Uganda: Anti-homosexuality bill to be reintroduced in parliament
The author of Uganda’s anti-gay law has given notice that he will reintroduce the bill during this parliamentary session.
The country’s Constitutional Court struck down the Anti-Homosexuality Act last month, finding that the speaker of Parliament acted illegally by moving ahead with a vote on the law despite at least three lawmakers objecting to a lack of quorum.
However, MPs have rushed to attempt to put the law back into place, attempting to alter parliamentary regulations to allow it to be re-submitted.
The author of the original law, MP David Bahati, has now confirmed plans to re-submit the bill this parliamentary session.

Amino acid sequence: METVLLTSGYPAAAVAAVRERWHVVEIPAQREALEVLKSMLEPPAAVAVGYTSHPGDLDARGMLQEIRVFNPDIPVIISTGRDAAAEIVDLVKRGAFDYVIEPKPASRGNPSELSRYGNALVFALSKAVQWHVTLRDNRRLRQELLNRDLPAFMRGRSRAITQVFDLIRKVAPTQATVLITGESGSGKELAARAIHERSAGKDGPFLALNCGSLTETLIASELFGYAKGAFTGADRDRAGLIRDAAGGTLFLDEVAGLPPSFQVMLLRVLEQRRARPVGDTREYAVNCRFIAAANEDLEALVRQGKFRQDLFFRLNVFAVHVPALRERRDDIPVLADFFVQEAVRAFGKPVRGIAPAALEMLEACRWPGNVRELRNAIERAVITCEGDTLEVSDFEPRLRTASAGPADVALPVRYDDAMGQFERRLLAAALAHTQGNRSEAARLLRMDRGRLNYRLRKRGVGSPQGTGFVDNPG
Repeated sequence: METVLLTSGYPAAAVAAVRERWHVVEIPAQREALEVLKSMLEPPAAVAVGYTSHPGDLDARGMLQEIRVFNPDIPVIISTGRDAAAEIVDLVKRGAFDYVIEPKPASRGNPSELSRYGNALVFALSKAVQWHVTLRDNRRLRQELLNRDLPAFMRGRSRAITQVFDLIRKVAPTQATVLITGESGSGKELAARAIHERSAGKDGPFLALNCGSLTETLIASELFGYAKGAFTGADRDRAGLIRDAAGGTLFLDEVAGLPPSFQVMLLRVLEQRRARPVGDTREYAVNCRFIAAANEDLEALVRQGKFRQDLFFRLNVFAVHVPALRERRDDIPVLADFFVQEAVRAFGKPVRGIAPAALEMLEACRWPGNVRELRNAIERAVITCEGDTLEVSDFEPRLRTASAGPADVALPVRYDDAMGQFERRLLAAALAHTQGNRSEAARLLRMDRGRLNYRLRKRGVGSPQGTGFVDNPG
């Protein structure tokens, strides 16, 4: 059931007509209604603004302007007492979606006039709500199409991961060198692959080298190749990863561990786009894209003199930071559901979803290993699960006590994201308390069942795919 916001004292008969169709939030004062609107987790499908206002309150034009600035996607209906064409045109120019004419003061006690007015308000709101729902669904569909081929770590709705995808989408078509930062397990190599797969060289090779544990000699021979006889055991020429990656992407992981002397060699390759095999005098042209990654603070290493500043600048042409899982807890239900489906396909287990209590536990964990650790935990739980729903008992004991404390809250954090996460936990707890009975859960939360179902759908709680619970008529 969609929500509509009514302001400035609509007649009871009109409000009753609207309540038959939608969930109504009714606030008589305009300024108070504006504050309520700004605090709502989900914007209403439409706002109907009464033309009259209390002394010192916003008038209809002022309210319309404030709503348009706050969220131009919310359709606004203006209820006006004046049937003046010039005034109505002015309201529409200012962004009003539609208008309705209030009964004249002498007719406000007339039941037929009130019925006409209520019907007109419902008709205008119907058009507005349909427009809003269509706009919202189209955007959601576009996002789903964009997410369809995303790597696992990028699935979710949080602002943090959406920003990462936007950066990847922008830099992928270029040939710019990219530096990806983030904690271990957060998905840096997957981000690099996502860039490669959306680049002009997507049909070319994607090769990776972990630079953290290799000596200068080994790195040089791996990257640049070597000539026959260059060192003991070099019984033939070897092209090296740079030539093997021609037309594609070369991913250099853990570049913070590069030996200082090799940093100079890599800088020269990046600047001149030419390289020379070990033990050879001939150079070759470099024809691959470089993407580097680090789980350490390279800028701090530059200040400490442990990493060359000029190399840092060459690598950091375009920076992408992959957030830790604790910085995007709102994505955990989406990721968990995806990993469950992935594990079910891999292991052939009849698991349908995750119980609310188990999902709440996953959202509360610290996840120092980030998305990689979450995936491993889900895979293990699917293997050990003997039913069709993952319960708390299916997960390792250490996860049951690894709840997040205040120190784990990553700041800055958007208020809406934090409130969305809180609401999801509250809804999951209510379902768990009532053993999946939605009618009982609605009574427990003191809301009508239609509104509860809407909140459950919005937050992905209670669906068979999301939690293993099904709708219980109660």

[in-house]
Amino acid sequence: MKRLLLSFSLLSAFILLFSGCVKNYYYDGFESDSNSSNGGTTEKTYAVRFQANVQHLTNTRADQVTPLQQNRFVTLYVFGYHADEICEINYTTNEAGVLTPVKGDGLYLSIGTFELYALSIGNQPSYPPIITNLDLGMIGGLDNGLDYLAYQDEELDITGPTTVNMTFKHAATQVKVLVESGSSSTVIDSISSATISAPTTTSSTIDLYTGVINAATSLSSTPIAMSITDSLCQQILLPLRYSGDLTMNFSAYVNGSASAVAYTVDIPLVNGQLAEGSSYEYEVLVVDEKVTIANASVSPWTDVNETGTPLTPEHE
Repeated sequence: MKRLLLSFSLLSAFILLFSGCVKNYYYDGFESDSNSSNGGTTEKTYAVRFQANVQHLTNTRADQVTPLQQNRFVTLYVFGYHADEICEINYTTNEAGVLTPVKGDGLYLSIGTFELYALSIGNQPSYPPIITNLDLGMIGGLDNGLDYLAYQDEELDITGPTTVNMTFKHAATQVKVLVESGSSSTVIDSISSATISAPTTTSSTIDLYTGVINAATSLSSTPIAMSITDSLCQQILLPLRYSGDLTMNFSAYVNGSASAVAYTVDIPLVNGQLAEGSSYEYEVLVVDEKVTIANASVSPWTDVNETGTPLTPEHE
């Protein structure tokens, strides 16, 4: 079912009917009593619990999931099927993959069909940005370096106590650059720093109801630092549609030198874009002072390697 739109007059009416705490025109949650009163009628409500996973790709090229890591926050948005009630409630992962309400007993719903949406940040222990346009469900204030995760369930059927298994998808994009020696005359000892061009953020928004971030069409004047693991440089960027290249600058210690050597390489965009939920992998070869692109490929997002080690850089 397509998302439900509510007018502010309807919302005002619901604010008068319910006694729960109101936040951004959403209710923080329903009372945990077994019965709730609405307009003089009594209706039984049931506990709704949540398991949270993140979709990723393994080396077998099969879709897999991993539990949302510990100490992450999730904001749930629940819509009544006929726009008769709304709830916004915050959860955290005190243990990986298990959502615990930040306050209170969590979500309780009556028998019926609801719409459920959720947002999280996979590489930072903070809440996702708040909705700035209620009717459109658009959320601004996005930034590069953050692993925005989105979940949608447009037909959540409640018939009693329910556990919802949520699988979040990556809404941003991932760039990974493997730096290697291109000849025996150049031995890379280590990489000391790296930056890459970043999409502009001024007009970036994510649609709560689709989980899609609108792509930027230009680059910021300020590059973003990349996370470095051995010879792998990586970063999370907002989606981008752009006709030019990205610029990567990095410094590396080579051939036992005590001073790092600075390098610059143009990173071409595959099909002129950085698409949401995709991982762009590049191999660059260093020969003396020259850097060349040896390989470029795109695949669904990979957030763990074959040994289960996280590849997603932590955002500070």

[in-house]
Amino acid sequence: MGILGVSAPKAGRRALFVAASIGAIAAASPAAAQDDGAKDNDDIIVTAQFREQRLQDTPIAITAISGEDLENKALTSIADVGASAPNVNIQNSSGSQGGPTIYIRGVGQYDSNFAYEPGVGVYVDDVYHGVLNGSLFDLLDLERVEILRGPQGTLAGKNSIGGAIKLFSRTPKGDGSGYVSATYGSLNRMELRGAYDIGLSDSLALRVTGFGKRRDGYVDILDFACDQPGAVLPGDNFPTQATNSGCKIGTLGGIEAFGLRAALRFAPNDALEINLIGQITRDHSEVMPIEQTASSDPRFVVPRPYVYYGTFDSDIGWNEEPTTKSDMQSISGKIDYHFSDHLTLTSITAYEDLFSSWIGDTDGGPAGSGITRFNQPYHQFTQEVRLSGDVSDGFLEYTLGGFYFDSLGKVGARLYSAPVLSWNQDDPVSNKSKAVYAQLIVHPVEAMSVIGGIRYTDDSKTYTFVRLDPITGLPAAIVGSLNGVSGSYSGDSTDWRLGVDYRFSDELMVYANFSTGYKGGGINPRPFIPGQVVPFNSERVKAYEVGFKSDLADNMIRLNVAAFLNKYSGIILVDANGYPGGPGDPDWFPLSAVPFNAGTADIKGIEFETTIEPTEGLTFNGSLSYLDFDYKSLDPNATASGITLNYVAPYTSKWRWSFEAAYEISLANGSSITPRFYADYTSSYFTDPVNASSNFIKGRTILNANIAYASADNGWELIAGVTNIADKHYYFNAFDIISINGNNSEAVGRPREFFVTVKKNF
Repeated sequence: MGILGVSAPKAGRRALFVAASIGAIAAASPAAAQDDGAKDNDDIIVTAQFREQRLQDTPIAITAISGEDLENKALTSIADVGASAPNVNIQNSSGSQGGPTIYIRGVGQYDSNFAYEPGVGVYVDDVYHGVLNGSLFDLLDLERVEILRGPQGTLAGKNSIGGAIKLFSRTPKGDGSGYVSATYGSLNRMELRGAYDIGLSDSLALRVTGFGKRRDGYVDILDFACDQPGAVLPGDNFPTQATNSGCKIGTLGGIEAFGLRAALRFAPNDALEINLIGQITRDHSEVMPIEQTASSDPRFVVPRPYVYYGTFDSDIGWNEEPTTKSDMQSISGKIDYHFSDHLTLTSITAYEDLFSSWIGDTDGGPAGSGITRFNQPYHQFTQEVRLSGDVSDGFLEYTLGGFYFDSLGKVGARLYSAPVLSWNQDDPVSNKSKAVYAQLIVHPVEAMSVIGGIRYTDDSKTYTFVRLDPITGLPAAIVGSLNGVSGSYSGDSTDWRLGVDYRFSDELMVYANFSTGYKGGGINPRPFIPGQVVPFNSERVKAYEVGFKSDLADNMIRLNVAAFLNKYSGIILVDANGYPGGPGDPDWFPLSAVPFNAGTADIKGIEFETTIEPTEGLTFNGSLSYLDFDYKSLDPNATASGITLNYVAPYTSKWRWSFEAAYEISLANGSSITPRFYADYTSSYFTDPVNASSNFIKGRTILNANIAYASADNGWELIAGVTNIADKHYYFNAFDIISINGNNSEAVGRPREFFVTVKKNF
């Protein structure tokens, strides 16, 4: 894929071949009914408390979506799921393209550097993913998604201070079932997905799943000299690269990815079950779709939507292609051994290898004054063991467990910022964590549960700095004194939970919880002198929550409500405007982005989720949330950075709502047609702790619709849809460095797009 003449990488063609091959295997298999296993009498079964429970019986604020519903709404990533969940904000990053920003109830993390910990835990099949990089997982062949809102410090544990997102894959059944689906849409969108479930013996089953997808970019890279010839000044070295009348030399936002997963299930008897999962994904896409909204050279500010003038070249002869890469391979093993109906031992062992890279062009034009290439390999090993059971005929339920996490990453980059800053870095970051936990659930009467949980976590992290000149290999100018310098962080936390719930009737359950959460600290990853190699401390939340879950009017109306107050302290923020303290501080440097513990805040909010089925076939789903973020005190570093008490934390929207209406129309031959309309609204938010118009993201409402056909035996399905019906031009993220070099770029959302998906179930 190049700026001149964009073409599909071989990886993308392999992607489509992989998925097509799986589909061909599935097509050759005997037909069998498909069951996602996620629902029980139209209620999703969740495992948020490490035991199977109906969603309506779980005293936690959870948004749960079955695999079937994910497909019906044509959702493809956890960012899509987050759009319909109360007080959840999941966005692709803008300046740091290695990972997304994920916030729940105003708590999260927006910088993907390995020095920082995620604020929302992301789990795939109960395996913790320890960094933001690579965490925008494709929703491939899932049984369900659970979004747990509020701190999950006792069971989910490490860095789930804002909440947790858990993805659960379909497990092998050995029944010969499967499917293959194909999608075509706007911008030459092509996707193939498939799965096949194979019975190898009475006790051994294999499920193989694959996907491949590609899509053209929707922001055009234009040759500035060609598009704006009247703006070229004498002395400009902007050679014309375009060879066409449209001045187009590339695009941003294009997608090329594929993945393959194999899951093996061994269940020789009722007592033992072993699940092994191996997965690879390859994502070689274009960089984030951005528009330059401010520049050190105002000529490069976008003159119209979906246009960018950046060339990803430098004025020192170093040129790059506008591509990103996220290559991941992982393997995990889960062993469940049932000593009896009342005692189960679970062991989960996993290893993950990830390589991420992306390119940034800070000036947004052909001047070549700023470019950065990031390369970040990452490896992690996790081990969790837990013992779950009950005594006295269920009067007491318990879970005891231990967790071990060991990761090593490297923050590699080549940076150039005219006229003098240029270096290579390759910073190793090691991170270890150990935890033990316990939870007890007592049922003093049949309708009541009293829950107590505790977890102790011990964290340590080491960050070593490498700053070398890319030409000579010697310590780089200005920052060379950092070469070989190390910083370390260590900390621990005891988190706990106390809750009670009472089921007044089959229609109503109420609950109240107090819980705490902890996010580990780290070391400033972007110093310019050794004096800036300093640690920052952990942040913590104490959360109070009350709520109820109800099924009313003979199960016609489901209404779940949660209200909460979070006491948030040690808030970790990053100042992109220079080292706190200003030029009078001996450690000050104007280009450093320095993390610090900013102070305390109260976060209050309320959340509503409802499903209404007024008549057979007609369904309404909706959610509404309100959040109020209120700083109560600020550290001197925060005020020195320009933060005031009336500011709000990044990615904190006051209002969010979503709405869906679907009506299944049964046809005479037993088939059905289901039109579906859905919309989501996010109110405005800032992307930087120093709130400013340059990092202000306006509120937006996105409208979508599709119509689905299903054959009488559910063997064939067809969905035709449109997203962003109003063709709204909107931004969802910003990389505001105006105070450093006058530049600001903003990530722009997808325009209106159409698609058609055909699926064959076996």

According to KFM, Ugandan Deputy Speaker Jacob Oulanyah has received a notificaiton from Bahati, the Ndorwa West representative, that the bill will be re-introduced.
However, Mr MPs Oulanyah urged members to actually attend plenary sessions for the bill the second time around, to avoid further legal problems caused by lack of quorum.
The new version of the law is likely to tackle the “promotion” of homosexuality, after President Yoweri Museveni reportedly asked for an amendment to avoid targeting “consenting homosexuals”.
MP Medard Bitekyerezo said: “Our president is saying, there are some people who have opted to go into hotels and they’re sleeping together and they are adults, and they have consented.
“He says we shouldn’t tamper with them and we have also agreed.
“What we have put in this new law, we are saying, if adults have consented, period, there’s no problem. We shall not harass them.”